Rolex Deepsea 2018: Singapore Price And ReviewWritten by Melissa Kong
Rolex makes a deep impact.
While this year has been all about the new GMT-Master II, the Deepsea deserves its share of love too. Not least because it is a strong, masculine watch that divers and non-divers alike will appreciate, but also because it does what it was built to do.
The big kahuna of Rolex’s dive family, the handsome Deepsea is a veritable underwater companion, fashioned for adventurous escapades as deep down as 3,900m. If it had a Tinder profile, that would probably be it. Swiping right yet?
Last seen four years ago when Rolex unveiled a Deepsea in honour of director James Cameron, the 2014 version was a commemorative edition in tribute to Cameron’s Deepsea Challenge expedition, which saw him solo pilot a submersible to approximately 11,000m in the ocean’s deepest point, the Mariana Trench. A movie detailing his experience and findings was subsequently released, as was the Rolex tribute watch.
That timepiece featured a stunning D-blue dial, with a blue in the top half mimicking the ocean’s hue, and a gradient to black at the bottom, simulating the light levels in the sea as you get deeper.
This year, the new Deepsea retains that distinctive dial, with its signature Oyster case and Ringlock system, both designed to withstand the intense pressure sustained from great depths in the ocean. Providing further pressure relief is Rolex’s patented helium escape valve at nine o’clock.
The Deepsea is rigorously tested for waterproofness in a hyperbaric test tank, jointly developed by COMEX (Compagnie Maritime d’Expertises), a French company renowned for its underwater engineering and hyperbaric tech capabilities. In addition to being certified waterproof for 3,900m, there’s also an extra safety margin of 25 per cent, which means the Deepsea can technically go down 4,800m and still be alright (although whether you’ll be alright is another matter).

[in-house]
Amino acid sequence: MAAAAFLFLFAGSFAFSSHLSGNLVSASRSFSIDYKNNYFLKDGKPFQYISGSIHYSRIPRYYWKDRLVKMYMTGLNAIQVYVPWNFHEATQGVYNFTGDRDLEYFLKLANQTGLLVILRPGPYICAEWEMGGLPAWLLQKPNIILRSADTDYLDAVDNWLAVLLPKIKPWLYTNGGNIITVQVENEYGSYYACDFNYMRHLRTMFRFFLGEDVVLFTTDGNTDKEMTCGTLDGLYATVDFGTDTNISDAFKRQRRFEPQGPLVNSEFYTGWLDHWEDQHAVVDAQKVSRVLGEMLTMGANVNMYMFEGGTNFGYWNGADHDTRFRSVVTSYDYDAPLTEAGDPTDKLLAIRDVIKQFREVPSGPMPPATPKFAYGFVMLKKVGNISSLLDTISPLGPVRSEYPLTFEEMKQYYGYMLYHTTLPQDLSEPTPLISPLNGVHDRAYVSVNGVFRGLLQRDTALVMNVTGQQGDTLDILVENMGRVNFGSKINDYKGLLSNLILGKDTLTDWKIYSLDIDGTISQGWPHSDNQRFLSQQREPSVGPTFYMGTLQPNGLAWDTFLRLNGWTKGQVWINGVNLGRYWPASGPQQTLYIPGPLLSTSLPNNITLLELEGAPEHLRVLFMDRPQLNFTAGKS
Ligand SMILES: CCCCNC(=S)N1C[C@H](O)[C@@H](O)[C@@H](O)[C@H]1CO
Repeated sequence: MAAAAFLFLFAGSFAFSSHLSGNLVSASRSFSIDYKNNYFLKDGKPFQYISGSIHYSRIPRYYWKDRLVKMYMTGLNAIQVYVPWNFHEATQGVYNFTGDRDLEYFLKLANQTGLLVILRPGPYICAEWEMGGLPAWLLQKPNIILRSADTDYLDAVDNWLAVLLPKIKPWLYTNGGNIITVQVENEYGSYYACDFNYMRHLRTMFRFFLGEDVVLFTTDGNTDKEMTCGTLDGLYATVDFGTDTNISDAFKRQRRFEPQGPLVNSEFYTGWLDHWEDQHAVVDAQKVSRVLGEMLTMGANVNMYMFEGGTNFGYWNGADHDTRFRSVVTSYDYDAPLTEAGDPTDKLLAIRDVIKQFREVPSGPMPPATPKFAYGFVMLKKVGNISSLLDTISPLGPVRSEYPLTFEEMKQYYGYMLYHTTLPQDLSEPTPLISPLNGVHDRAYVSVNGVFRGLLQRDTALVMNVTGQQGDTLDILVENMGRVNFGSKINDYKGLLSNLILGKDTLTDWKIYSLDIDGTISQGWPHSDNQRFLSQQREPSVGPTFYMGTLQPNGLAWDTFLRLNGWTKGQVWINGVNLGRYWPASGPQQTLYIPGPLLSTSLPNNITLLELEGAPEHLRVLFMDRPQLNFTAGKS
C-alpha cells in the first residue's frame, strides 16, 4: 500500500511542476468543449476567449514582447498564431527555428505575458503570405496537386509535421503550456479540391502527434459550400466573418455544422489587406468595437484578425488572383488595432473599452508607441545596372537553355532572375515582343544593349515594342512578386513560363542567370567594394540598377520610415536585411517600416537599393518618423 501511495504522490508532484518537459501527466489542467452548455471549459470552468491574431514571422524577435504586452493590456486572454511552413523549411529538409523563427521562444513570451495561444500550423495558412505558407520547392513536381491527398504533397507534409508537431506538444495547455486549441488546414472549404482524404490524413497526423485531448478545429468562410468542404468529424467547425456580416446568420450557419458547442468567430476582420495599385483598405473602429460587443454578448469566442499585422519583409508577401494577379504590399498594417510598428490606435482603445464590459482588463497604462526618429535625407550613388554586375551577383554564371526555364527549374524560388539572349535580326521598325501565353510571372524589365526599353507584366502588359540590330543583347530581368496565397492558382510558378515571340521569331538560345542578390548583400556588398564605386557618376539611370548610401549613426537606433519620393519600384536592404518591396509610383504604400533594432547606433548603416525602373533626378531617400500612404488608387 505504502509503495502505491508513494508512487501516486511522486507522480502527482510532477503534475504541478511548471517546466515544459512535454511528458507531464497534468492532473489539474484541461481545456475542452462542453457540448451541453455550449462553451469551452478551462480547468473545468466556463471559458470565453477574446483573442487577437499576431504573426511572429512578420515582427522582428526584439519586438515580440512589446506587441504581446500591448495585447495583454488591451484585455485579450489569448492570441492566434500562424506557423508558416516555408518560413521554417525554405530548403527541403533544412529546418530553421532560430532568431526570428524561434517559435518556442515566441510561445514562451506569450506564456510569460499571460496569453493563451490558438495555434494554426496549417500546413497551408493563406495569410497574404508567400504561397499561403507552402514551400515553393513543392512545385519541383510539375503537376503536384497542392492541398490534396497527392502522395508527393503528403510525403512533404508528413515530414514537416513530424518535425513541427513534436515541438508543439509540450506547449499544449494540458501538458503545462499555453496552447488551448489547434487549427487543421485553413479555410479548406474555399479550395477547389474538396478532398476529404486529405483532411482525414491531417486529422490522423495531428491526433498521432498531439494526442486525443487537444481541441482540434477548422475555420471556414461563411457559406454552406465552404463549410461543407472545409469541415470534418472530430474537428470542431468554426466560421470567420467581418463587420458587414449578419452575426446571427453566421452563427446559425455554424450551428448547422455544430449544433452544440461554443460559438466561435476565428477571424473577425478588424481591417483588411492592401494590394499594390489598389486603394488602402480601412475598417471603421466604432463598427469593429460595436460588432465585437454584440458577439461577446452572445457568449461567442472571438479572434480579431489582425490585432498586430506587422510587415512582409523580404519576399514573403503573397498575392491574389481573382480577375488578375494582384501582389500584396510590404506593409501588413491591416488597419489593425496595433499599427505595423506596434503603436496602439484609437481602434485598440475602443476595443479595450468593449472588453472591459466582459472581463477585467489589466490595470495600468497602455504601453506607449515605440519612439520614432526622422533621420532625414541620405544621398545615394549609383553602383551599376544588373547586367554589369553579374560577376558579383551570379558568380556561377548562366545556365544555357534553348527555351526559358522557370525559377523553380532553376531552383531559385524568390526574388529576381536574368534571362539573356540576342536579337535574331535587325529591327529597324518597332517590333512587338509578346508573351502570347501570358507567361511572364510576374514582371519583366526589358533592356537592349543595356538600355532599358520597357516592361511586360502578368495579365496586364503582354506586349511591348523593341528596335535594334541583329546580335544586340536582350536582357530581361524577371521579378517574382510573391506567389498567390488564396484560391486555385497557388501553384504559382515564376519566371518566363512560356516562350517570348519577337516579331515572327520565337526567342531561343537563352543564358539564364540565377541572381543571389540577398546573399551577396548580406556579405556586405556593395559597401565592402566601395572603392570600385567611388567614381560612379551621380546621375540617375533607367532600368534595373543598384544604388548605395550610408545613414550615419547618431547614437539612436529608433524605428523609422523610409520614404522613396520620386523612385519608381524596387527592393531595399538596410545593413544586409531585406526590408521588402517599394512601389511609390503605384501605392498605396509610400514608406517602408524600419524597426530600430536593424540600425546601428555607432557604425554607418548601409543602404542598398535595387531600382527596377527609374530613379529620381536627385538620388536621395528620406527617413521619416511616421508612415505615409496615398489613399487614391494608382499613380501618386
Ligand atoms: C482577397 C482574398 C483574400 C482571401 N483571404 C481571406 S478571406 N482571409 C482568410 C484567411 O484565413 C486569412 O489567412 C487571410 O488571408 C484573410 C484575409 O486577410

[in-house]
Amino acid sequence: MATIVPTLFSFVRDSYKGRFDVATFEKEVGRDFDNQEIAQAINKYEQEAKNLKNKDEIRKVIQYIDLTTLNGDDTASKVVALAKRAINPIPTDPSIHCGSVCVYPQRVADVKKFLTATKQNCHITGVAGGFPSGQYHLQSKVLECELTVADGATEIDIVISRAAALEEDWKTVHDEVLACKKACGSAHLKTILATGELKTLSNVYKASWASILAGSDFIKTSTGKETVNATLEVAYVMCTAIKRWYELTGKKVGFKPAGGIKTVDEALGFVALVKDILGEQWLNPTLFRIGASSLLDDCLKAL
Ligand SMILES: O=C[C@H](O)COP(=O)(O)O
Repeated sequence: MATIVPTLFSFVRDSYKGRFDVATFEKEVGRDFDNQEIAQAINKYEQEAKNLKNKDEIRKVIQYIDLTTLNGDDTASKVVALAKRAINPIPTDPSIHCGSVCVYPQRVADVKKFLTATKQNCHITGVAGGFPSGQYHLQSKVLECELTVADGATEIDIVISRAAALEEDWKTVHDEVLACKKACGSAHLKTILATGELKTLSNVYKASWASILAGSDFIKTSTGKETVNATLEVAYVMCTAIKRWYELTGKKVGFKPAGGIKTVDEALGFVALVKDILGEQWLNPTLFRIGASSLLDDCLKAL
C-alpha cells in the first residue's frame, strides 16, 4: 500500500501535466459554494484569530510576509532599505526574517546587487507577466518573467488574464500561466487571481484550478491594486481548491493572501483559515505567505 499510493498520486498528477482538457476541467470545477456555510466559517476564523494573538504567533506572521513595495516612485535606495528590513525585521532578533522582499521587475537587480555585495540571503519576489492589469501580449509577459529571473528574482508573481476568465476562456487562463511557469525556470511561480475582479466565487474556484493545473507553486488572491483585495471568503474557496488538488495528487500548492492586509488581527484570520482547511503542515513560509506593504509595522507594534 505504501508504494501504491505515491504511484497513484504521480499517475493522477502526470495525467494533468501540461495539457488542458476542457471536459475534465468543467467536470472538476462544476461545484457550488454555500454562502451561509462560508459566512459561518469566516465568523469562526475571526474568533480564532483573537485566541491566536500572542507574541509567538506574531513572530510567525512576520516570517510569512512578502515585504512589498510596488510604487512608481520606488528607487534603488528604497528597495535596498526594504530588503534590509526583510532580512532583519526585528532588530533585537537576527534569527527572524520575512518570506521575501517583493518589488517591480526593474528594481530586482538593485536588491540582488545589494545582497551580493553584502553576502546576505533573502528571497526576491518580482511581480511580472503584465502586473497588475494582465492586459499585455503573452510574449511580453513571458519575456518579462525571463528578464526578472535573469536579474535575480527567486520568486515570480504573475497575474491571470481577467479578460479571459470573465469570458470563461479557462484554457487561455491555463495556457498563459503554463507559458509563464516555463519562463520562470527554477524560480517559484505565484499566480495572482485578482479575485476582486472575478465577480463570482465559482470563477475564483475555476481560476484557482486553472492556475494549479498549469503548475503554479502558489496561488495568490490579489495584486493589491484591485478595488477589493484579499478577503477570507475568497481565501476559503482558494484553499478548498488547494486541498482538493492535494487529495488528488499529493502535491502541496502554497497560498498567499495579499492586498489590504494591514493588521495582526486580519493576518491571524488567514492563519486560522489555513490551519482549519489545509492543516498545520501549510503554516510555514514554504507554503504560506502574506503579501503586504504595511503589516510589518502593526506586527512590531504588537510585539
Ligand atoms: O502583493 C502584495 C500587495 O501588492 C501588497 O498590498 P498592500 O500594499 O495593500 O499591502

Other standard features like the uni-directional rotating bezel and Glidelock bracelet extension system remain. What’s new, though, is the Calibre 3235 used in the Deepsea for the first time. It’s also the same calibre that drives the Sea-Dweller, which Rolex released last year.
Equipped with Rolex’s proprietary Chronergy escapement for high levels of energy efficiency, the movement is also anti-shock and anti-magnetic. Combined with barrel architecture, the engine now has a longer power reserve of 70 hours.
At 44mm and about 18mm in height (including a domed 5.5mm thick sapphire crystal), this watch, as we mentioned earlier, is a chunky hunk. As an everyday watch, it might feel a little weighty so it’s perhaps not the most office-appropriate ticker (here are some we’d recommend instead). But it’s got that rugged, macho tool watch vibe that we love, and we could definitely see it as a delectable piece of weekend wrist candy.
Manufacture Rolex Calibre 3235
|Hours, minutes, seconds, instantaneous date at three o'clock with secure rapid setting, stop seconds|
Like most people these days, Melissa tells the time with her phone. She considers serious timepieces works of art and thinks the perpetual calendar is the handiest complication to date (pun not intended). She's also a Grammar Nazi but promises not to judge if you can't tell the difference between "guilloche" and "guillotine".
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